I’m just not going to make it, and I’m scrambling. I need to have people in place to make next year rock and roll, and it isn’t going to happen. I’m trying, but, with the holidays, me working from afar during the two weeks of the holidays, it is going to be a rope walk. Not having the right people in place means that I do some of the work, pulled from what I should be doing. Just two weeks ago, I had to pull together a proposal that a sales person didn’t follow through on. He submitted less than mediocre work, and I had to jump in to salvage it prior to delivery. That is not good.
The people you have on your team need to be stellar – they need to be rock stars to make the company a rock star.
How many companies have your worked for where gossip was king?! I have had plenty in my day. And, when a company is expecting to conduct layoffs, the gossip becomes rampant; people become fearful; and production goes down the tubes.
An article in the NY Times illustrates how one company eliminated gossiping. When hired, an “agreement to values” is signed so that people are not talked about behind someone’s back. If so, the company has the right to let the individual go, since it is a breach of their agreement. Most importantly, the company management keeps information, including layoffs, timing, reasons for layoffs, all out in the open. Knowing what is expected of each individual, and holding each other accountable, eliminates the need for office gossip.
Further, the company identified how employees can communicate with diverse personalities within the company. Can you imagine how they can be successful with the diverse personalities of your customers?!
Awesome company! Bravo!
What happens when you don’t get specific projects turned in by your direct reports? I have a laundry list of at least ten specific requests to a sales rep, and he never turned these in. It’s beginning to mount. I’m addressing these with him next week.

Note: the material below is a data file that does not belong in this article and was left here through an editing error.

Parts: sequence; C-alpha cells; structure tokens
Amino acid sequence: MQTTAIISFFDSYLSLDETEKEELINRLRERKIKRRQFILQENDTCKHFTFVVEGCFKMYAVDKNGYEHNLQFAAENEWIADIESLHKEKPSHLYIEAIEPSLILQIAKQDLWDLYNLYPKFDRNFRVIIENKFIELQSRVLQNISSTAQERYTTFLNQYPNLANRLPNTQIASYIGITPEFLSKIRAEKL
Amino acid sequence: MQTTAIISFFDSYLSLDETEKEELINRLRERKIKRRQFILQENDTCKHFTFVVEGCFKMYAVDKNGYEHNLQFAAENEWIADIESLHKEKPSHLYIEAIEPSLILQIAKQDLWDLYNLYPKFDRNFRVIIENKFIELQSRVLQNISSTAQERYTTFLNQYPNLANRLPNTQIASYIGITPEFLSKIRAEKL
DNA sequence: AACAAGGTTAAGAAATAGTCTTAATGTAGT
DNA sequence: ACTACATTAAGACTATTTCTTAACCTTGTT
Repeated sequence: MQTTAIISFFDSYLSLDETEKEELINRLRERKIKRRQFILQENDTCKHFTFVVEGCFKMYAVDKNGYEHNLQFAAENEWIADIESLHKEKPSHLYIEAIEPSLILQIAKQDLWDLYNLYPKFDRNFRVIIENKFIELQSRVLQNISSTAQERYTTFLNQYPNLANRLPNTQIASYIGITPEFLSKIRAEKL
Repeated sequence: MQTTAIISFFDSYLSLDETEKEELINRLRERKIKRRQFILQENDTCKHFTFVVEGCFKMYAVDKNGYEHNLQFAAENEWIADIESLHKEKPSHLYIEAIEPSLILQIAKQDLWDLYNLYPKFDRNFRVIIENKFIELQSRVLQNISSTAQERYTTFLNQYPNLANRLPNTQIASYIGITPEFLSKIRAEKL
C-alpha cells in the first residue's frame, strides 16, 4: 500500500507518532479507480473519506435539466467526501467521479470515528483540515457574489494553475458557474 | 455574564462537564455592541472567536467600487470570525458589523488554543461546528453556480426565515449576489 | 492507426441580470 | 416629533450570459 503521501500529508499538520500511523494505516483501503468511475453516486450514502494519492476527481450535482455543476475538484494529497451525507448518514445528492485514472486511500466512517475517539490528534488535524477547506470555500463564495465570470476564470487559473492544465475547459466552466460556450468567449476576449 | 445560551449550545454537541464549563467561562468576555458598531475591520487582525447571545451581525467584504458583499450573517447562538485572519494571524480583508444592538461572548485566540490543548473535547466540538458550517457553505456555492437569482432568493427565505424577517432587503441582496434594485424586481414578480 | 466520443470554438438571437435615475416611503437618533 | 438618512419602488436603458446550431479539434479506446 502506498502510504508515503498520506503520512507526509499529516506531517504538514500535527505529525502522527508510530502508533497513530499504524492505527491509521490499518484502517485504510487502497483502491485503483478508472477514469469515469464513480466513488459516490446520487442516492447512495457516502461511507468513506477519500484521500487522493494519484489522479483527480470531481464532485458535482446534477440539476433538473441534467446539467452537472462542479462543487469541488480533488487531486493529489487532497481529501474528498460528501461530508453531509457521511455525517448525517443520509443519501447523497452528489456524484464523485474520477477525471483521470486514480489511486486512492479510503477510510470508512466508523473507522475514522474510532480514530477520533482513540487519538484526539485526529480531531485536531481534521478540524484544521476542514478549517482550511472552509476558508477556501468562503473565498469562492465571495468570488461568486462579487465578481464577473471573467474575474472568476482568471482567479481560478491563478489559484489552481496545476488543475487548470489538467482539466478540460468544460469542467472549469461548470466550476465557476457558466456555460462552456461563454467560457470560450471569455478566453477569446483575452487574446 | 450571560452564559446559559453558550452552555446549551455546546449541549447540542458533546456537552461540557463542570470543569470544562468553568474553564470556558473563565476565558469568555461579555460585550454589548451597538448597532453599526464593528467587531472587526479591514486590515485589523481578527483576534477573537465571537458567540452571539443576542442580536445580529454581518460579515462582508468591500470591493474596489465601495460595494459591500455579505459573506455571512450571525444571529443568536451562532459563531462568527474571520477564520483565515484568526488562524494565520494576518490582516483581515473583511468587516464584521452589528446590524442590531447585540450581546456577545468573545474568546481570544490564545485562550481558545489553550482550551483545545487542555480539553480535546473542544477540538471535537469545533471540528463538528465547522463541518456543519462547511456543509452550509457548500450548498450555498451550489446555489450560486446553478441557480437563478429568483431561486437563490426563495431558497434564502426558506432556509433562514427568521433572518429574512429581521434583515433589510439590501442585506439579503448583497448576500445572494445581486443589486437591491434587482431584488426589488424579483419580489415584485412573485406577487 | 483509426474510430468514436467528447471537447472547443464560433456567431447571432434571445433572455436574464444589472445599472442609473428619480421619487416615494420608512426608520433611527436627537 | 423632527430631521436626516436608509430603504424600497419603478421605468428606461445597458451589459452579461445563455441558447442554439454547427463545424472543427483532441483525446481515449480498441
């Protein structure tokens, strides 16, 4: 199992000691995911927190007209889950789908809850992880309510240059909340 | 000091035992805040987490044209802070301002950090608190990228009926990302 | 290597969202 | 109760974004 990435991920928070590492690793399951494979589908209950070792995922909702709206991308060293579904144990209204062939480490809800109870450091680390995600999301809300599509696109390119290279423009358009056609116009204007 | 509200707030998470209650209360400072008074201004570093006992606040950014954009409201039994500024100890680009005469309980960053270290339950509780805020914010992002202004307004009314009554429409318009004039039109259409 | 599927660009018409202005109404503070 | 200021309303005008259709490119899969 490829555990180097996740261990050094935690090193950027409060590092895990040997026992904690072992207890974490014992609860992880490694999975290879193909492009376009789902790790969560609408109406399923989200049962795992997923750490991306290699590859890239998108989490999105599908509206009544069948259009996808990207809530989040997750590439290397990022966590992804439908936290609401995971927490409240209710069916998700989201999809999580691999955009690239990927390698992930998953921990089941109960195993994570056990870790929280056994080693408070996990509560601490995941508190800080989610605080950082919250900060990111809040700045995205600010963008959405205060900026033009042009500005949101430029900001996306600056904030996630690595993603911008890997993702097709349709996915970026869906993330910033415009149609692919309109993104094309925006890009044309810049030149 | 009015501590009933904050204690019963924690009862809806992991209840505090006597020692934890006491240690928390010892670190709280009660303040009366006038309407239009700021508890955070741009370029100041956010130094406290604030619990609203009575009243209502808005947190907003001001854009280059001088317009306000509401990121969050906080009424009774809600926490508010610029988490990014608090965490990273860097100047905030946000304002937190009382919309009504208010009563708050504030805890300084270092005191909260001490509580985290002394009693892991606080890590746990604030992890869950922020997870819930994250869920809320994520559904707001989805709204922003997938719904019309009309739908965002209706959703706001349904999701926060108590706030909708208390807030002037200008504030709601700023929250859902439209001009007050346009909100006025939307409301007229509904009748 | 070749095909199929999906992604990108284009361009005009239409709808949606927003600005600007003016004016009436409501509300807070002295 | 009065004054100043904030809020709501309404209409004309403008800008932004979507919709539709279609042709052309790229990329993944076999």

How can someone do that? What happened in the previous jobs? Pathetic.
The company I work for conducts two annual performance reviews on direct reports. Neither are tied to compensation. I spend an inordinate amount of time on these with clear examples, facts, and offering suggestions for my direct reports to grow. What I get is garbage. No one spends time on these. No one provides examples on what they achieved, or challenges they have overcome, nor described how they did it. It looks like they spent a total of maybe 15 minutes on them.
I have advocated that these move to once annually and be performed on the individual’s anniversary date. I realize that the company goals may not coincide with the timing of these, but for me, it makes it easier to spend time on each individual. Otherwise, I’m cramming a half dozen reviews into two weeks!
Eventually, when the economy grows, they can be tied to compensation. For more information on performance reviews, Compensation Today blog provides a terrific overview.
Modeling. As a manager, you need to model your behavior to your staff. Motivate them and encourage them in order to drive high performance. Sounds so easy, doesn’t it?
Cripes! I eat lunch at my desk everyday because I never have time to go out with an employee and smell the roses. I jump in when they need me and end up putting fires out all day long. How is that modeling? I am frustrated with myself.
I read the Five Positive Traits that are Exhibited by A Successful Sales Manager. The first one, Lead By Example, is the hardest. You make one little mistake and they all know it and they spread it around in the company like wildfire. It’s so hard to be a manager. As much as I try to get better at it, sometimes I feel like a failure.